One of my writing students recently learned I am a Realtor in San Francisco.
“How,” he asked, “do you reconcile your gentle, supportive, Zen-like teaching persona with your evil real estate persona?”
He didn’t mean it as an insult. He was genuinely surprised. He’d always heard that real estate agents are scumbags* and I didn’t seem to fit that mold.
Similarly, another acquaintance asked to “pick my brain” about getting started in the real estate business. I explained that newly licensed agents often begin by working for their friend.
“Oh, no,” she said, “I could never take advantage of my friends that way.”
Again. Not meant as an insult. But she, too, thinks she knows that agents are leeches.
These two encounters – and plenty of others like them – made me go “ouch” for a nanosecond. Those words can’t help but hurt. Yet I’m not sharing this because I’m complaining, or because I feel misunderstood or unappreciated.
You see, I believe it’s GOOD to be misunderstood. For at least two reasons.
First, it makes me stop and do a self-assessment. Am I, indeed, a parasite? Am I a malefactor? And if not, am I doing or have I done anything specific to invite this judgment?
Second, and more importantly, it reminds me to practice not misunderstanding others.
I practice calling bullshit on my own assumptions. For example, if I hear the label “tech,” I try to notice my tendency to translate that as “lucky to be in the right place at the right time.” Or if I hear “trust fund,” I strive not to automatically think “rich.” Other examples might be not associating “developer” with “greedy.” Or “protected tenant” with “taking advantage.” Or “low-income housing” with “crime-ridden.” Or “foreign investor” with “cash.”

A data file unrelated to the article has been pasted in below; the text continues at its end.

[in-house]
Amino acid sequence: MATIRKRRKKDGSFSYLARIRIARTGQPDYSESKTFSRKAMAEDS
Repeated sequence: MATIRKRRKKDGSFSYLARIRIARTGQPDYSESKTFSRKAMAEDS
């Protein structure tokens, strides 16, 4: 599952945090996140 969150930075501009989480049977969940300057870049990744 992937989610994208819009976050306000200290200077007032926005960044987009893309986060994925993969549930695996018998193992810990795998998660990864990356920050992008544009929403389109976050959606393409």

At times I guiltily believe I am the only person on the planet who rushes to judgment. But I know better. It’s impossible to block our biases from popping up like gophers on the greens at Bushwood Country Club.
As Anonymous famously said, “When you assume things you make an ass out of you and me.”
We are asses because we are human, and there’s always a push-pull between our donkey-like conduct and our higher capacities. The practice is to learn from our errors, even as we forgive others’ missteps.
Day by day, encounter by encounter, we can strengthen our ability to see people as whole, multifaceted and unique. Our lives become richer as a result.
*In direct contrast to what would be expected of a scumbag, I offered him some information about San Francisco rent-control law that benefits him directly and for which he was grateful.
Cynthia Cummins is a Top Producer and Partner at McGuire. For info on SF real estate visit http://CynthiaCummins.com.